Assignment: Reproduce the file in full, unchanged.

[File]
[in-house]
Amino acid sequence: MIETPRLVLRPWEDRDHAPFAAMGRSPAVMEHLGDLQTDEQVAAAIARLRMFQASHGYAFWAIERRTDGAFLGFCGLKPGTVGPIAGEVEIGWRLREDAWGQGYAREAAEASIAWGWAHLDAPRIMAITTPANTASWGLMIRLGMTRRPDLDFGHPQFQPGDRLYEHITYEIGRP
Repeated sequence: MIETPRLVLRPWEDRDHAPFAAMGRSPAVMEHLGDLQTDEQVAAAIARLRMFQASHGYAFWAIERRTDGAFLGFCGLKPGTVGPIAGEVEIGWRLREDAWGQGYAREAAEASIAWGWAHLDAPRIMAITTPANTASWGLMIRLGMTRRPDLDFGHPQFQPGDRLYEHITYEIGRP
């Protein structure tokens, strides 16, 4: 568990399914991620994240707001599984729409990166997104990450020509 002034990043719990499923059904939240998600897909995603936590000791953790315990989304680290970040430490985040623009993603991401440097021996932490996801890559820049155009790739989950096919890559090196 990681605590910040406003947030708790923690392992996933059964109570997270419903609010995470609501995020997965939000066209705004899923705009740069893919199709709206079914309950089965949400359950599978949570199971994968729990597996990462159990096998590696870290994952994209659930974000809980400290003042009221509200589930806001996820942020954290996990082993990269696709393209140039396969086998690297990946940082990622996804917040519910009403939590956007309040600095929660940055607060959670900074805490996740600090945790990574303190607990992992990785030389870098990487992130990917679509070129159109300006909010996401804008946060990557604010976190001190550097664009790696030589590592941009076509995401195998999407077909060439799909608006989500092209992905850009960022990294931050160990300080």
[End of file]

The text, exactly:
[in-house]
Amino acid sequence: MIETPRLVLRPWEDRDHAPFAAMGRSPAVMEHLGDLQTDEQVAAAIARLRMFQASHGYAFWAIERRTDGAFLGFCGLKPGTVGPIAGEVEIGWRLREDAWGQGYAREAAEASIAWGWAHLDAPRIMAITTPANTASWGLMIRLGMTRRPDLDFGHPQFQPGDRLYEHITYEIGRP
Repeated sequence: MIETPRLVLRPWEDRDHAPFAAMGRSPAVMEHLGDLQTDEQVAAAIARLRMFQASHGYAFWAIERRTDGAFLGFCGLKPGTVGPIAGEVEIGWRLREDAWGQGYAREAAEASIAWGWAHLDAPRIMAITTPANTASWGLMIRLGMTRRPDLDFGHPQFQPGDRLYEHITYEIGRP
């Protein structure tokens, strides 16, 4: 568990399914991620994240707001599984729409990166997104990450020509 002034990043719990499923059904939240998600897909995603936590000791953790315990989304680290970040430490985040623009993603991401440097021996932490996801890559820049155009790739989950096919890559090196 990681605590910040406003947030708790923690392992996933059964109570997270419903609010995470609501995020997965939000066209705004899923705009740069893919199709709206079914309950089965949400359950599978949570199971994968729990597996990462159990096998590696870290994952994209659930974000809980400290003042009221509200589930806001996820942020954290996990082993990269696709393209140039396969086998690297990946940082990622996804917040519910009403939590956007309040600095929660940055607060959670900074805490996740600090945790990574303190607990992992990785030389870098990487992130990917679509070129159109300006909010996401804008946060990557604010976190001190550097664009790696030589590592941009076509995401195998999407077909060439799909608006989500092209992905850009960022990294931050160990300080």